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January 21, 2020 / The Merrill Anderson Company
Careful - that stock might not be what you think it is

Careful - that stock might not be what you think it is

A new study suggests “investor confusion” may be responsible for about 5 percent of trading.  The confusion comes from ticker symbols that are very similar, leading to execution errors. For example:female looking computer screen showing multiple line graphs

  • The ticker for the Ford Motor Company is F; while FORD is the symbol for Forward Industries, Inc.
  • HP stands for Helmerich & Paynes, Inc., not Hewlett Packard Co., which is HPQ.
  • The symbol for MCI Communications is MCIC, not MCI, which was a closed-end mutual fund, Massmutual Corporate Investors.
  • On October 3, 2013, Twitter, Inc., filed papers for a $1 billion initial public offering. The proposed ticker symbol was TWTR. On October 4, 2013, the stock of Tweeter Home Entertainment Group, an unrelated company, soared 1,400 percent. Its ticker was TWTRQ. The spike was almost certainly a case of investor confusion.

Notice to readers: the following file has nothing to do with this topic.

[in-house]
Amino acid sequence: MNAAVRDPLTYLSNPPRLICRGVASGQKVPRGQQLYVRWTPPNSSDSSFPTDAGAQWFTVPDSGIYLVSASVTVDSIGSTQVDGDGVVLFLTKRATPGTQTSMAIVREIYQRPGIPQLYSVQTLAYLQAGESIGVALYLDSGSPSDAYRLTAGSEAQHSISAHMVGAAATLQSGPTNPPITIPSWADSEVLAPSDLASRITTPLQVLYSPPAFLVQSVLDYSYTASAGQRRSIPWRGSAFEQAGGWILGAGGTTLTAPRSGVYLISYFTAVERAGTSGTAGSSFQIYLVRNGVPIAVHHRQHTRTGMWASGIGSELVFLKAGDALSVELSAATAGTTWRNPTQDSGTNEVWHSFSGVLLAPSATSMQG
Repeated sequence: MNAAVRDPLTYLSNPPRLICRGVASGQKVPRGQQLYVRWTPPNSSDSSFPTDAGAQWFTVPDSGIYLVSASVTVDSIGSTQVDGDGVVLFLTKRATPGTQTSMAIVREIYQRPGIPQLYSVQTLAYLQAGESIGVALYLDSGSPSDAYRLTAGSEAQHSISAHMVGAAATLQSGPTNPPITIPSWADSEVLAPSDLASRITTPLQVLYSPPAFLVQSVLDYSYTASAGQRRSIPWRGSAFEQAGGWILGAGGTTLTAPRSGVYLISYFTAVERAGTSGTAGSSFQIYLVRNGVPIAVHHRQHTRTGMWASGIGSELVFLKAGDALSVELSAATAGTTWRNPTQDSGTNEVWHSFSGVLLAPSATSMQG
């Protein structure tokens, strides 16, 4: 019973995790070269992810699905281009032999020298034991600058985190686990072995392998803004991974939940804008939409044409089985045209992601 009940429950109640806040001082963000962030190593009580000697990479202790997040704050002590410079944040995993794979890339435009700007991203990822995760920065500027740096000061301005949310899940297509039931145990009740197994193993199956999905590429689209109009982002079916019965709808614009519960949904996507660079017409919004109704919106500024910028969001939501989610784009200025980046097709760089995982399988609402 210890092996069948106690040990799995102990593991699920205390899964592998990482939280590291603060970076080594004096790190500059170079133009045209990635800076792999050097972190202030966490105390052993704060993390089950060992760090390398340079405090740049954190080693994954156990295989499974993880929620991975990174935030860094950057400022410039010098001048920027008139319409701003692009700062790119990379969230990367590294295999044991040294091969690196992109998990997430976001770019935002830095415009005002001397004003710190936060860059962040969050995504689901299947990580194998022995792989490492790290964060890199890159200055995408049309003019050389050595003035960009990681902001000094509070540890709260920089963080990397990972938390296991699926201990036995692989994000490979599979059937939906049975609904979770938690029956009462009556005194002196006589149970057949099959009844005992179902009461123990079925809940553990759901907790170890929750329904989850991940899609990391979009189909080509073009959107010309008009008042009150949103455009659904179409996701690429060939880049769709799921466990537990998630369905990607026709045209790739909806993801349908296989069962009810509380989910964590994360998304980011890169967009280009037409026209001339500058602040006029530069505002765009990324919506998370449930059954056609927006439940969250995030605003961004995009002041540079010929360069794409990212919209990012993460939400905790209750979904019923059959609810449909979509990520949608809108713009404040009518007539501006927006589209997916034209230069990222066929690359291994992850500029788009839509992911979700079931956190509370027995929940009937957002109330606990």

The study identifies 254 pairs of symbols with enough similarity to cause investor confusion. The price changes and turnover co-movements of 31 pairs showed statistically significant parallels sufficient to imply investor confusion.

Interestingly, the confusion was not limited to individual investors. Abnormal trading was identified in institutional investors as well. “On average, trades by mistakes involve 8.2 million shares and $1.1 million in transaction costs per pair per year.” What’s more, the 31 pairs studied likely do not exhaust the pool of investor confusion.

It is possible that some sort of technical solution might be implemented for ticker symbols that are similar, something akin to a spell checker in word processing. Until that day arrives, however, the authors recommend that you “always double-check before you trade."

© 2019 M.A. Co. All rights reserved.  (November 2019)

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